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Read Together to get a handle on Finnish

Finnish is best learnt by speaking it with other people. This was the conclusion reached ten years ago in Vantaa, where the first Read Together club was established for immigrant women. Now there are over 80 active clubs like it in Finland, six of which are in Vaasa. Although the club was originally envisioned for women only, men are now welcome in some groups.

Mustekynä oppikirjaa lukevan pakolaisen kädessä.
Image: Timo Heikura / Yle

Read Together clubs for immigrant women don’t focus on reading together per se, but on teaching everyday Finnish skills together with other women.

This year the Read Together club for immigrant women celebrates its 10th anniversary. The idea has remained the same since its inception: to teach the Finnish language with a volunteer workforce and at the same time support the social integration of immigrants.

“A group of women noticed that women coming to Finland from foreign countries needed help, for example, in shopping at the store,” says Kristi Eneberg, who's led a Read Together club in Vaasa for the last five years.

From its humble beginnings the idea grew and now there are almost 80 Read Together clubs throughout the country, featuring over 400 volunteer teachers and over 1,100 students. Since the clubs started in Vaasa in 2007, more groups have been founded continuously. The city currently hosts six groups, four of which are exclusive to women.

“The groups are open to all women. If you feel the need to learn the Finnish language, you're welcome. We focus on learning conversational Finnish,” says Eneberg.

Come all, serve all

Some women who have arrived in Finland from war zones have not had the opportunity to go to school for years. This means that some clubs have women who are totally illiterate, alongside others who hold Master’s degrees and PhDs.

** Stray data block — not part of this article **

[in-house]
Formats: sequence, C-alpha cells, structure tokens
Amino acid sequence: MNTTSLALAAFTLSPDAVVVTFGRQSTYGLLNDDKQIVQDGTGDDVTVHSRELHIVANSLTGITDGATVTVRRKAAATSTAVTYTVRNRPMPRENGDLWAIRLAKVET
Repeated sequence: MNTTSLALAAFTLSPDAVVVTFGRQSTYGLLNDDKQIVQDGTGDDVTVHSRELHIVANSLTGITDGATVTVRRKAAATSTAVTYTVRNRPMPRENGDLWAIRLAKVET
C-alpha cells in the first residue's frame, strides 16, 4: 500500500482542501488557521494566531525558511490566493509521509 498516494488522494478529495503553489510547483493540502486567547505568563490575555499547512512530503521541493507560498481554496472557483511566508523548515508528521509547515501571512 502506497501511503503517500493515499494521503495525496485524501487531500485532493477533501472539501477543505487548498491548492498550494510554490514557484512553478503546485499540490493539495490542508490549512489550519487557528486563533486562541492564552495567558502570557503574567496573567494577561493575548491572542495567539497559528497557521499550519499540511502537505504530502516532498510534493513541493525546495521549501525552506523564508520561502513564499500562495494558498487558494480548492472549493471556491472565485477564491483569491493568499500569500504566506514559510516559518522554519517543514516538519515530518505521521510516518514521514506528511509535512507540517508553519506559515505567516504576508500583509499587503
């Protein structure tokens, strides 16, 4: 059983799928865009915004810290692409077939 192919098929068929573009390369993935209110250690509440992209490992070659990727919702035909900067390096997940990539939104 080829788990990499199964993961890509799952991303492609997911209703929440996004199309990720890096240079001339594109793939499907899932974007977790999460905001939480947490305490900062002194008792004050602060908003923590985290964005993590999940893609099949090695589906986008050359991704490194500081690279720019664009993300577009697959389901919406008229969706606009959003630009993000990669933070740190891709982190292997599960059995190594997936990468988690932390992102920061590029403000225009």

“People come to us from very different situations, at first we can use English as an auxiliary language, but there are also others who only speak their mother tongue. In cases like these, we have to resort to gestures and body language. We've managed surprisingly well,” says Eneberg.

Although the women’s education and backgrounds may differ, the clubs are not organised along those lines. Clubs are often divided into woman-to-woman pairs, where someone who may be more advanced teaches another.

The teacher doesn’t have to be a teacher

The majority of clubs’ instructors are retired schoolteachers. Pedagogical skills are useful, but other kinds of teachers are also welcome.

“The idea is to serve as models. We speak Finnish like Finnish women speak the language, in our own way. It's enough!” Eneberg proclaims.

She has signed on to help with the club after her retirement. There is also room for those who are still in working life, as the load is not supposed to be overwhelming for anyone involved.  Eneberg, however, has noticed that she,s become caught up in the club.

“It truly is a window to the world,” she says.

Women in the Vaasa group originate from countries like Iran, Iraq, Somalia, the Sudan, Congo and Russia.  The club will hold an open house after its move to Vöyrinkatu in May, for people to get to know its operations better.

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